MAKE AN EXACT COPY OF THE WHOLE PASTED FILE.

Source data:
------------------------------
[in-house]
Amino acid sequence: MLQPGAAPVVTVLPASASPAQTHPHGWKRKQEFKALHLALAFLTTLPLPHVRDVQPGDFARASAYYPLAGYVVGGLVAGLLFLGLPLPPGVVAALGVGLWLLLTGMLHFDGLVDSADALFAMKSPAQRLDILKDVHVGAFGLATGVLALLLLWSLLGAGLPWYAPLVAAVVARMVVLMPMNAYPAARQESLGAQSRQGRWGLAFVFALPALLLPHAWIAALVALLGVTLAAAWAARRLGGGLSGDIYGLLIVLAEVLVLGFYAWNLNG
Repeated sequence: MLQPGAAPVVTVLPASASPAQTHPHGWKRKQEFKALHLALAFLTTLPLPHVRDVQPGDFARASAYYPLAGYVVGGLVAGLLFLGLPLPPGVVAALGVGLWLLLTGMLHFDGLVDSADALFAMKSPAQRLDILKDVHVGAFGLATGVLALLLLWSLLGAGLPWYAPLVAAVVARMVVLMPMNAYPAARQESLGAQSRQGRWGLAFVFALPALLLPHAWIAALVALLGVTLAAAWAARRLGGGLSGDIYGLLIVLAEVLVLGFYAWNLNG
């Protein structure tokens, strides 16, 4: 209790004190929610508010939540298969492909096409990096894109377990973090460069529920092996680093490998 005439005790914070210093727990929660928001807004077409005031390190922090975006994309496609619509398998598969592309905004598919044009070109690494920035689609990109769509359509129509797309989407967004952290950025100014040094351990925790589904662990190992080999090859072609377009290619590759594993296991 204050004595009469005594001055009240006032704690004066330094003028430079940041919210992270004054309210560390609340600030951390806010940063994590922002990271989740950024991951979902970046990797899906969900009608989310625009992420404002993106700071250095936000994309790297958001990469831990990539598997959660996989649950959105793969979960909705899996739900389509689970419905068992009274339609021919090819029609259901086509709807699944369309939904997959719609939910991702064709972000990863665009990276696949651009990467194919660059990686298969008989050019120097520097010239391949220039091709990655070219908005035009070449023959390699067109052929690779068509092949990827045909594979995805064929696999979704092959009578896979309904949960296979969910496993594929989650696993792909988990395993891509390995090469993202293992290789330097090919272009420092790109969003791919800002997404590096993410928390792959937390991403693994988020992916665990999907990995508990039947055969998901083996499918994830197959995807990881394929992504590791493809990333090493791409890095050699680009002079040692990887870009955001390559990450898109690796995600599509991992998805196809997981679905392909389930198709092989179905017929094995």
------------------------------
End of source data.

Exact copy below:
[in-house]
Amino acid sequence: MLQPGAAPVVTVLPASASPAQTHPHGWKRKQEFKALHLALAFLTTLPLPHVRDVQPGDFARASAYYPLAGYVVGGLVAGLLFLGLPLPPGVVAALGVGLWLLLTGMLHFDGLVDSADALFAMKSPAQRLDILKDVHVGAFGLATGVLALLLLWSLLGAGLPWYAPLVAAVVARMVVLMPMNAYPAARQESLGAQSRQGRWGLAFVFALPALLLPHAWIAALVALLGVTLAAAWAARRLGGGLSGDIYGLLIVLAEVLVLGFYAWNLNG
Repeated sequence: MLQPGAAPVVTVLPASASPAQTHPHGWKRKQEFKALHLALAFLTTLPLPHVRDVQPGDFARASAYYPLAGYVVGGLVAGLLFLGLPLPPGVVAALGVGLWLLLTGMLHFDGLVDSADALFAMKSPAQRLDILKDVHVGAFGLATGVLALLLLWSLLGAGLPWYAPLVAAVVARMVVLMPMNAYPAARQESLGAQSRQGRWGLAFVFALPALLLPHAWIAALVALLGVTLAAAWAARRLGGGLSGDIYGLLIVLAEVLVLGFYAWNLNG
């Protein structure tokens, strides 16, 4: 209790004190929610508010939540298969492909096409990096894109377990973090460069529920092996680093490998 005439005790914070210093727990929660928001807004077409005031390190922090975006994309496609619509398998598969592309905004598919044009070109690494920035689609990109769509359509129509797309989407967004952290950025100014040094351990925790589904662990190992080999090859072609377009290619590759594993296991 204050004595009469005594001055009240006032704690004066330094003028430079940041919210992270004054309210560390609340600030951390806010940063994590922002990271989740950024991951979902970046990797899906969900009608989310625009992420404002993106700071250095936000994309790297958001990469831990990539598997959660996989649950959105793969979960909705899996739900389509689970419905068992009274339609021919090819029609259901086509709807699944369309939904997959719609939910991702064709972000990863665009990276696949651009990467194919660059990686298969008989050019120097520097010239391949220039091709990655070219908005035009070449023959390699067109052929690779068509092949990827045909594979995805064929696999979704092959009578896979309904949960296979969910496993594929989650696993792909988990395993891509390995090469993202293992290789330097090919272009420092790109969003791919800002997404590096993410928390792959937390991403693994988020992916665990999907990995508990039947055969998901083996499918994830197959995807990881394929992504590791493809990333090493791409890095050699680009002079040692990887870009955001390559990450898109690796995600599509991992998805196809997981679905392909389930198709092989179905017929094995």